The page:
- • Canadian publication Telemanagement takes a look at what Bell Canada has done to support the Vancouver 2010 Olympic and Paralympic Winter Games in an article by Tim Wilson, Let the games begin.
I found this part of the article interesting: "Perhaps the biggest test for Bell will be mobile video, which has been supported by an aggressive but well thought-out build of wireless capacity." The article also includes this statement from Info-Tech Research Group senior research analyst Mark Tauschek: "For video streaming on handsets, having an HSPA+ network helps. I think that Bell has the site capacity, but I'm not sure about the back haul." Tauschek talked about a "rather un-nerving experience" at the Consumer Electronics Show in Las Vegas where ATT's 3G GSM network was "mediocre at best. When you put 100,000 geeks with iPhones in one place the network becomes unusable for everybody. It was brought to its knees. Hopefully Bell will be prepared for that."
He thought they would be, and would probably put up temporary towers if necessary.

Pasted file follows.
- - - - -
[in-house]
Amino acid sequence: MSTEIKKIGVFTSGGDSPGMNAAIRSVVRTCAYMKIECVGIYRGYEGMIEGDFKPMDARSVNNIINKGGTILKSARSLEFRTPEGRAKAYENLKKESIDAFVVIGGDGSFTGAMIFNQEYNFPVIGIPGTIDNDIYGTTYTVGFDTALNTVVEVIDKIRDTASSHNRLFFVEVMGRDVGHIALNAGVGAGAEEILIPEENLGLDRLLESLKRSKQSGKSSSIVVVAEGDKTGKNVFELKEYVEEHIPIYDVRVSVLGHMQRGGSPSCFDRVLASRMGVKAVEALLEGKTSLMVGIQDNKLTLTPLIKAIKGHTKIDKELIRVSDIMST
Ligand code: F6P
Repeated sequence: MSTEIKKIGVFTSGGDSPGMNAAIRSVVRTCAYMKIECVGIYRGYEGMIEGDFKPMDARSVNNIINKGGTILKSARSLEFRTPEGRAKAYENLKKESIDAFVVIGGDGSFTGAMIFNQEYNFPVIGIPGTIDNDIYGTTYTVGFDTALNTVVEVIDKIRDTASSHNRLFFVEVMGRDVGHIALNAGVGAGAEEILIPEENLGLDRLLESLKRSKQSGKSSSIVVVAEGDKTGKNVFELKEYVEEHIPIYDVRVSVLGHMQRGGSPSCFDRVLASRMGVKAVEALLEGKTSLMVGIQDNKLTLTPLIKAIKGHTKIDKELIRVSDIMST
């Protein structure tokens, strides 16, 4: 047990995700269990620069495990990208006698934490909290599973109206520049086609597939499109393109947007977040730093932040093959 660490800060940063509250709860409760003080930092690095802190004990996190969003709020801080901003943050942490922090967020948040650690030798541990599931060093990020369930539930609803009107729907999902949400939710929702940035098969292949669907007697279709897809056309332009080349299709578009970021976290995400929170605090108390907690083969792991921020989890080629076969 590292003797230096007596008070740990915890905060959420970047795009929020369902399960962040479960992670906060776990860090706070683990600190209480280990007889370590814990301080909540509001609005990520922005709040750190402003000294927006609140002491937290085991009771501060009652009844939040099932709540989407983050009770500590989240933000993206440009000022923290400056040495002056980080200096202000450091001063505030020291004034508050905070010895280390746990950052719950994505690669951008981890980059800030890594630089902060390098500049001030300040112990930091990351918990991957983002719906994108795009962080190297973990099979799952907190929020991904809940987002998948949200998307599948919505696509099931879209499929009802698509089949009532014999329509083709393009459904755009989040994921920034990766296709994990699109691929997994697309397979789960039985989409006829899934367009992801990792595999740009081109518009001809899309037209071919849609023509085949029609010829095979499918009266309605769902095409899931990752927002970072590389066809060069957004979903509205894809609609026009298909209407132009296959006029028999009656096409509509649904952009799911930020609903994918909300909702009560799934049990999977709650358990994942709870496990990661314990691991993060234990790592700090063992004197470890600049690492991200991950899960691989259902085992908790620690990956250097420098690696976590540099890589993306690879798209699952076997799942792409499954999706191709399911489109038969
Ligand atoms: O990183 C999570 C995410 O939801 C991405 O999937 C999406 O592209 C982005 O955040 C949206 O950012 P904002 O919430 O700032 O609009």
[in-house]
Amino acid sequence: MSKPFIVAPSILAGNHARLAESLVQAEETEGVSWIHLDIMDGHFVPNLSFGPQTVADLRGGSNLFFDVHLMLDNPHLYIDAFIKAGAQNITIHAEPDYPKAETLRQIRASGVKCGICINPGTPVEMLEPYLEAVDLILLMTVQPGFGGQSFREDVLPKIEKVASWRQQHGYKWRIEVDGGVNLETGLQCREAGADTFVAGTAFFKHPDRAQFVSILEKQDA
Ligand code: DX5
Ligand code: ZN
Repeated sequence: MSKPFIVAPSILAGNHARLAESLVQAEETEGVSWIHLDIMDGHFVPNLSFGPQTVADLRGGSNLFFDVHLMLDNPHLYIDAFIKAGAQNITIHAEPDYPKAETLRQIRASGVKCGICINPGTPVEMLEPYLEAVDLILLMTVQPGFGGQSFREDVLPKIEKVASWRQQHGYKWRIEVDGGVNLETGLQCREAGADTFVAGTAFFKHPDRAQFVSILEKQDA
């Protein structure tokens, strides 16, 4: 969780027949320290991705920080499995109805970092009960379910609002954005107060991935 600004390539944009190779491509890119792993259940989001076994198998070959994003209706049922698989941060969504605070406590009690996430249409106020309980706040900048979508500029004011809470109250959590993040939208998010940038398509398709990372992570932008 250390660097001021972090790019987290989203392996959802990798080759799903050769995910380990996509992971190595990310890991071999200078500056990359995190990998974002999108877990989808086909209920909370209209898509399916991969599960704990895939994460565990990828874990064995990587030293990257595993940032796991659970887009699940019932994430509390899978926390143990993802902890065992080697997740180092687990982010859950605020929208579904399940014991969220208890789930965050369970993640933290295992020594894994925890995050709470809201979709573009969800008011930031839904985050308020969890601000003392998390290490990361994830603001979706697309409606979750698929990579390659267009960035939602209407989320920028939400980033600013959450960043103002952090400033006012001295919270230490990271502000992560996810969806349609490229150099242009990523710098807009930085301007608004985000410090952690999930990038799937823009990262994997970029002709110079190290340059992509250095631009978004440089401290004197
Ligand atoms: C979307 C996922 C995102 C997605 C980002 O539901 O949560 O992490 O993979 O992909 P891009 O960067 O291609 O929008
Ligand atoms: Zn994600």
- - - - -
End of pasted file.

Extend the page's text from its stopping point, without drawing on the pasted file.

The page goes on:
- • Copper theft has become a problem at communications sites for some time now. I haven't seen as many reports of thefts since the price of copper dropped, but San Antonio, Texas station television KENS reported a recent incident: a copper thief was shocked to death by 69,000 volts last week. Local authorities are looking for his accomplice, who left scene of the mishap.
- • Wired.com's This Day in Tech – Events that Shaped the Wired World – Feb. 1, 1951: TV Shows Atomic Blast, Live describes how KTLA put together the first live broadcast of the detonation of an atomic bomb blast. The station put cameramen on top of a Las Vegas hotel and set up a 200 mile microwave link to Mount Wilson in California.
Other items worth noting:
- • Light may replace RF for short range wireless links - Scientist claim wireless networking breakthrough – Business to see the light with improved speeds.
- • The FCC Media Bureau is seeking comment [PDF]seeking comment on a petition for declaratory ruling that a Nashville condominium association's rules on outdoor antennas are preempted by the FCC's over-the-air reception devices rule. Comments are also requested concerning Motorola's request [PDF] for a waiver of the FCC's IEEE-1394 output requirement for cable set-top boxes.
Doug Lung is one of America's foremost authorities on broadcast RF technology. He has been with NBC since 1985 and is currently vice president of broadcast technology for NBC/Telemundo stations.
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